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Shell’s failure to keep its pension promise

Shell’s failure to keep its pension promise

Extensive comment by Paddy Briggs on the posting on a website “Shell’s failure to keep its pension promise appears in the public domain Paddy Briggs”

(EXTRACT FROM THE POSTING: “Shell Shocker. Even with gas gushing like never before at the oil majors, Britain’s largest, Shell, is reluctant to share the spoils with those who have made its profits over the years.”

COMMENT BY Paddy Briggs

The senior management of Shell is used to dealing with criticism – enormous profits, high levels of remuneration for top executives and continuing criticism of their environmental record and plans come with the job. But this story on UK Pensions policy in “Private Eye” on 17th March must have come as an unwelcome surprise.

As a Shell Pensioner and former Trustee of the UK Fund I can confirm that the “Eye” story is substantially true. The “Shell Contributory Pension Fund” (SCPF) is the largest of the two Funds referred to and at a valuation in excess of £17.6bn and a funding level of 117% it is one of the UK’s largest and most secure. The Fund, which is closed to new members, has some 36,750 members of whom less than 3,000 are active. Members in receipt of a pension number just under 27,000 and the total pensions paid in the last reported year was some £500 million. This means that the average Shell pension is around £18,700.

The Trust Deed of the SCPF provides for “Cost of Living” increases determined by the change in the Retail Price Index (RPI) in the December prior the new Pension year but with a 7% “cap”. In the event that the RPI increase is greater than 7% then the Company (the “Sponsor” of the Fund) can at its discretion apply an increase in excess of 7%. Since 1985 the December RPI only exceeded 7% twice – in 1989 when it was 7.7% and in 1990 when it was 9.3%. On both occasions the company matched the RPI increase. This met the Company’s frequently repeated promise to pensioners that “The SCPF provides a high degree of protection to pensions against inflation, so that the real value of your pension is maintained” was honoured.

In 2021 the RPI increase was 7.7% and in 2022 it was 13.4% – on both occasions rather than following the precedent created in 1989 and 1990 the Company chose to apply the 7% cap. In respect of the 2023 Pension adjustment this means that the average Shell Pensioner will receive an annual increment of £1309 rather than the £2506 they would have received if the pension had matched the 13.4% inflation rate. In real terms the average pensioner will be £1197 worse off. The “value” of his or her pension has certainly nor been “maintained”, and by a wide margin.

When it became clear that the Company was applying the 7% cap it issued a statement to pensioners which attempted to justify its  actions as follows:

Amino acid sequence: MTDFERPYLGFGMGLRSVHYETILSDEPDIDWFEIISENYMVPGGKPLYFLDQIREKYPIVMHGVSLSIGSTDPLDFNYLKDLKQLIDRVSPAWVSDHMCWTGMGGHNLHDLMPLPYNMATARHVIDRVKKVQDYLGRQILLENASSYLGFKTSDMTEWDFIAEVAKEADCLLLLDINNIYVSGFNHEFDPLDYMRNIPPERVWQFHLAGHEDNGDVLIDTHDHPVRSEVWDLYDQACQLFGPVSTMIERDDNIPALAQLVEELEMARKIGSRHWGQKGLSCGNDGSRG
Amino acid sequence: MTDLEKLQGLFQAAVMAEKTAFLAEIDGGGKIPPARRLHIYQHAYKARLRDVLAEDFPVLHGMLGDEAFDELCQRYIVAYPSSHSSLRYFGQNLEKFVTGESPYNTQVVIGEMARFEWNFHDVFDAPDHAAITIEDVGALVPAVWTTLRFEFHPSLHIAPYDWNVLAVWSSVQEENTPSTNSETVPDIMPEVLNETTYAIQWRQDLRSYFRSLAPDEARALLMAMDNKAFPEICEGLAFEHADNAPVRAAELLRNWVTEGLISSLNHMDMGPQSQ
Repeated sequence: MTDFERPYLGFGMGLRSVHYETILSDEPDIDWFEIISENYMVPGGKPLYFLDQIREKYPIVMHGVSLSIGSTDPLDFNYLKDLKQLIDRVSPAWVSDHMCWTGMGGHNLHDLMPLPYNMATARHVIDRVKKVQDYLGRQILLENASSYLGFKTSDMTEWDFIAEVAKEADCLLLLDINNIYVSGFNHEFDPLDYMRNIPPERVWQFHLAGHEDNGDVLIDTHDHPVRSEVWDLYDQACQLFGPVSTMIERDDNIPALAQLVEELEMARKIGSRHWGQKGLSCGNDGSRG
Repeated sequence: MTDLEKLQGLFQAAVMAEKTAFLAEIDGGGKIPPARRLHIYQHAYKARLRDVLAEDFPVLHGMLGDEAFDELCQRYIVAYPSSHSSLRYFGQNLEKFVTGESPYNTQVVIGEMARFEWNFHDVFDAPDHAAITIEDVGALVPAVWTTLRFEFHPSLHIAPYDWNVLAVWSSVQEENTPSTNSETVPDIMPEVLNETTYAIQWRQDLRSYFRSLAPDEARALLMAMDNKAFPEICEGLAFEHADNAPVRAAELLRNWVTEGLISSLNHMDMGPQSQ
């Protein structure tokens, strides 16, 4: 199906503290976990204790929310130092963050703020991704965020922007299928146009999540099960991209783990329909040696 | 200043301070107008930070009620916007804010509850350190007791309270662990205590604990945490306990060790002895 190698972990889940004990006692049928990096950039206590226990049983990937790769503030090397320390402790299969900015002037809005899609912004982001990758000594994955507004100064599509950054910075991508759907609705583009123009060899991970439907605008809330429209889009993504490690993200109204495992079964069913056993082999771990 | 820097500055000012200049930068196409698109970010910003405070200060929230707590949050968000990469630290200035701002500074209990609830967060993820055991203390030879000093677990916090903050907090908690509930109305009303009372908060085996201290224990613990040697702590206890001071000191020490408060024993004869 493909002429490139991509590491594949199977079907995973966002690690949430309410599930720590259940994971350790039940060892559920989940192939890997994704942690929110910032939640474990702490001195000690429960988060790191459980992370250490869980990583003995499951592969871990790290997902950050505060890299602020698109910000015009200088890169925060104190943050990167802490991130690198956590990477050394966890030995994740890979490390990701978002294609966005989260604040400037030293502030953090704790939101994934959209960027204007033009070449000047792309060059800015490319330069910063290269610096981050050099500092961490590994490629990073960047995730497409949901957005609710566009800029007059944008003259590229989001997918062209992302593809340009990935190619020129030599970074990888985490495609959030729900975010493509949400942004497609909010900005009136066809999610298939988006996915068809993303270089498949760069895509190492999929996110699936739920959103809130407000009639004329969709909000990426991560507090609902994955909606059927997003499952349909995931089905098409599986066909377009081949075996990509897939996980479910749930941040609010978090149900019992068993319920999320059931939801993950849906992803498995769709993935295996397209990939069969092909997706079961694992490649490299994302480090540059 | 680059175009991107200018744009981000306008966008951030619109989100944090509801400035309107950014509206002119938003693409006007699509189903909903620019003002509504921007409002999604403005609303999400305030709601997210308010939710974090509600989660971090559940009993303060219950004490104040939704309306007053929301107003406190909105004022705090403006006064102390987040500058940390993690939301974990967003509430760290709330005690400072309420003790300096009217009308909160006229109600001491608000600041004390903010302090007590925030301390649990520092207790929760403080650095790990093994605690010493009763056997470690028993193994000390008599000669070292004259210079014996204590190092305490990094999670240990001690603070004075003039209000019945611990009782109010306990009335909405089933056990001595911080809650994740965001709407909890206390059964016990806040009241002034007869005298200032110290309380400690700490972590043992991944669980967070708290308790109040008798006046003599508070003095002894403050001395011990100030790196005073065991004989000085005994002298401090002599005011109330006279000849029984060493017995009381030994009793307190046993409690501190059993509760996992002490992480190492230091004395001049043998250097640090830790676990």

1. Shell stated “…whilst the Trust Deed and Regulation of the Fund provide increases up to the relevant caps based on RPI, the Office for National Statistics does not believe RPI is a good measure of inflation. The Office for National Statistics preferred measure for inflation is the Consumer Prices Index… which was 9.2% in December 2022”. This was a rather extraordinary even disingenuous thing to say. The fact is that the reference for the SCPF is, and always has been the Retail Price Index. Debates about the appropriateness of any price index for sections of the community have always been complex even contentious and it is surprising to see the SCPF’s sponsor jumping into this maelstrom!
  2. Shell said that “Provision of pension increases [above the cap] would significantly increase the Fund’s liabilities and over time erode the surplus… a [pension] increase of 13.4% would increase the Fund’s liabilities by more than £500m…” Well, everyone in the DB pensions world knows that Liability calculations vary enormously over time depending on actuarial assumptions about (for example) longevity and bond yields. For example, the SCPF liabilities fell by £171m between December 2020 and December 2021 simply because the longevity assumption was changed! The Company’s £500m statement is equally speculative. More relevant would be to point out that the difference between 7% and 13.4% would cost the Fund only £32m in the first year – a miniscule 0.18% of the Funds £17.6bn Assets (these rose by £535m between 2020 and 2021, again dwarfing the “cost” of an inflation matching pension increases).
  3. Shell says that they “…need to take into account all stakeholders [including] …salary increases granted to current employees and distributions to shareholders”. This is a quite extraordinary and spurious statement ignoring the fact that remuneration and dividends are paid out of Company funds whereas Pensions are paid out of the Pension Fund! The increase in Pensions, whatever it may be, is no charge on the company (sponsor) at all!

One wonders what role the Trustees of the SCPF have played in this saga. The paradox is that they are entrusted with ultimate responsibility for managing a £17.6bn DB Fund (by law) but that, in theory, they do not even have to be in the loop for Pensions annual increment decision-making which is entirely a company matter.

Paddy Briggs worked for Shell between 1964 and 2002. He was an elected Member Nominated Trustee and Director of the Shell Contributory Pension Fund between 2010 and 2014. He has donated his fee for this article to the “Shell Pensioners Benevolent Association”.

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